Although this grotesque caricature exists in his mind rather than reality, Windschuttle has made it his mission to rescue the past and present from these "ideologues". How? By returning history writing to the supposedly apolitical facts and limiting himself to the concepts in the sources, he will produce an ideology-free account of the past. That is his project in The Fabrication of Aboriginal History.

Windschuttle's obtuse rejection of contemporary historical methods leads him into grave error. To begin with, he becomes the prisoner of past perspectives, adopting the mentality of the Tasmanian settlers and repeating their prejudices about the Aborigines, as Raymond Evans and Shayne Breen have pointed out. Consequently, critics such as fellow conservatives Roger Sandall, Ron Brunton and Peter Coleman have been dismayed by Windschuttle's striking lack of empathy with the terrible fate of the indigenous Tasmanians.

Another example of his refusal to utilise modern concepts in analysing the past is his rejection of the term "genocide" in the context of Australian history because it was not current in the 19th century. On this logic we could not refer to the Nazi murder of European Jews in the 1940s as the Holocaust because that term was not then used in this sense.

Then there is the misleading conflation of genocide and the Holocaust. Genocide is a crime in international law and encompasses a number of techniques of extermination in addition to mass killing. The Holocaust is an extreme form of genocide. No Australian historian contends there was an Australian holocaust. But many of them are conducting a sophisticated debate about genocide in Australia and other colonial situations. True to Windschuttle's tabloid tone, there is no engagement with this growing literature in The Fabrication of Aboriginal History, even though he has been made aware of much of it.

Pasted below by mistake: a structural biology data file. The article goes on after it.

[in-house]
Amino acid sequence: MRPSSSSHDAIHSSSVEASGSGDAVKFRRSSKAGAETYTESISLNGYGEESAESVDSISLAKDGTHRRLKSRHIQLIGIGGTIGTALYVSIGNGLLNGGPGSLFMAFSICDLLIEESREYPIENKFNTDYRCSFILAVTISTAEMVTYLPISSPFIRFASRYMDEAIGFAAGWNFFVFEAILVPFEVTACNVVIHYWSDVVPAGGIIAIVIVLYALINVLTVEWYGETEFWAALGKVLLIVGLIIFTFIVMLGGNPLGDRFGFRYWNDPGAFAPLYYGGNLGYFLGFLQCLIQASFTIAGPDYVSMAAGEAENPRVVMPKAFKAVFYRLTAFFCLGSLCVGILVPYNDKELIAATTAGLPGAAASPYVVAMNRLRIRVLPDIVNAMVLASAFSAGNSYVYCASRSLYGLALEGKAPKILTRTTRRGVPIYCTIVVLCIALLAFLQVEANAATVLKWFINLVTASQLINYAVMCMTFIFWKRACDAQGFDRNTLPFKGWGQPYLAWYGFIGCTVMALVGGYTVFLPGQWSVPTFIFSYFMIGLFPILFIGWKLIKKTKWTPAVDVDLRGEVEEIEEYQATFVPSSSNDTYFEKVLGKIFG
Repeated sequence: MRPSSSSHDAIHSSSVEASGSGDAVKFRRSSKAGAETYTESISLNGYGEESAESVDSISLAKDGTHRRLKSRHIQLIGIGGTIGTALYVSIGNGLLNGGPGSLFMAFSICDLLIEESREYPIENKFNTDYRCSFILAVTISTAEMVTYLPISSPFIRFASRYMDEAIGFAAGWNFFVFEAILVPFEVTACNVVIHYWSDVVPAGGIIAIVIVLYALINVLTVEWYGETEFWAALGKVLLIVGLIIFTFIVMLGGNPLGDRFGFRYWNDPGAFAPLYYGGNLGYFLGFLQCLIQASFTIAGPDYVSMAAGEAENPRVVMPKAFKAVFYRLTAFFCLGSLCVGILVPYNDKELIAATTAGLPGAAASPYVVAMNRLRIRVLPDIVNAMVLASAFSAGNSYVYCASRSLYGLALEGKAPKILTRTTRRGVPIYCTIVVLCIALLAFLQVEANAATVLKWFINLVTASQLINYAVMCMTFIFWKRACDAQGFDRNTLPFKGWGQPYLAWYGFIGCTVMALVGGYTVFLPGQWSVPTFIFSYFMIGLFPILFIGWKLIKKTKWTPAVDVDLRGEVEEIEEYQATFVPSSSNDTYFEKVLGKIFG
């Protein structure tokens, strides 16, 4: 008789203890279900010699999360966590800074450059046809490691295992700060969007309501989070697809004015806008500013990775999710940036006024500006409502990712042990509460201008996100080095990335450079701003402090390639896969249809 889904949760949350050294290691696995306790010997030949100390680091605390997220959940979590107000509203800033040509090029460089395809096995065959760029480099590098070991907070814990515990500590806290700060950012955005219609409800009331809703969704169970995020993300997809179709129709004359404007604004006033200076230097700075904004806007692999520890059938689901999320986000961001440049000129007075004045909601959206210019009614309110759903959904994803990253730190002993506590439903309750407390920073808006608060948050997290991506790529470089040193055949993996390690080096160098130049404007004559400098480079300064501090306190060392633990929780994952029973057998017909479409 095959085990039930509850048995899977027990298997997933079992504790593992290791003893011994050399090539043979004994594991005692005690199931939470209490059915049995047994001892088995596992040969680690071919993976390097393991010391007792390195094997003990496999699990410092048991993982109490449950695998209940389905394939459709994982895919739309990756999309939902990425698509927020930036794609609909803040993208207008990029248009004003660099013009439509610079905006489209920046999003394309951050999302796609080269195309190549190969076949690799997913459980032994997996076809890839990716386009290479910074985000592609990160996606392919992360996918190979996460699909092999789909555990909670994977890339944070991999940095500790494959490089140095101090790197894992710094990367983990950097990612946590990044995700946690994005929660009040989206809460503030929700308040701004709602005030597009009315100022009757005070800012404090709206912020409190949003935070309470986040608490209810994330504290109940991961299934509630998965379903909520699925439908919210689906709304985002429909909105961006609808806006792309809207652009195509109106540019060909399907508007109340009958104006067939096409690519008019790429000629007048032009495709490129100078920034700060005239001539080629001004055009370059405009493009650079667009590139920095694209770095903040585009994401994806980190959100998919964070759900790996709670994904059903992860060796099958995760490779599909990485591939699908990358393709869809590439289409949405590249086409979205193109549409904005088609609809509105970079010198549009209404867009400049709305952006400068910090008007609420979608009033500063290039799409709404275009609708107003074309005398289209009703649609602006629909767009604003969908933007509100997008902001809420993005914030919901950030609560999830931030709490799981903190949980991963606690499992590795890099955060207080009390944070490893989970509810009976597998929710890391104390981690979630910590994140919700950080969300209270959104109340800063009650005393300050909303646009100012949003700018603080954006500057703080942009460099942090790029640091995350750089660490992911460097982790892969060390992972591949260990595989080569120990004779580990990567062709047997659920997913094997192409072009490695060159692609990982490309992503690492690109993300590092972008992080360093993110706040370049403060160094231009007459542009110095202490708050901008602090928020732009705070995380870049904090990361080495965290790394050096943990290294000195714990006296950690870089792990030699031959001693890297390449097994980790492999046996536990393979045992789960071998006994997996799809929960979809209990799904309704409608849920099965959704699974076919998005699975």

Furthermore, as will become in obvious in the forthcoming collection by Attwood and Stephen Foster, Frontier Conflict, Windschuttle insists on a highly idiosyncratic standard of evidence for frontier violence. Only direct witnesses can be used; second-hand accounts are inadmissible. Yet, much of what we know about the way the Holocaust camps worked, for example, is based on such accounts and no one except deniers is complaining.

In the unsuccessful libel case David Irving brought against Deborah Lipstadt for her accusation that he denied the Holocaust, the presiding judge explicitly endorsed the way historians make inferences based on the "convergence" of various sources of information, whether first or second hand.

Windschuttle needs to learn that professional historians produce knowledge in dialogue, not by attacking one another's integrity and suing others when they talk back. He will get a better hearing among them when he realises that academic work is a serious enterprise of rigorously contesting interpretations rather than waging "culture wars".

Dirk Moses teaches history at the University of Sydney. He is the editor of Genocide and Settler Society, to be published by Berghahn Books, New York, later this year.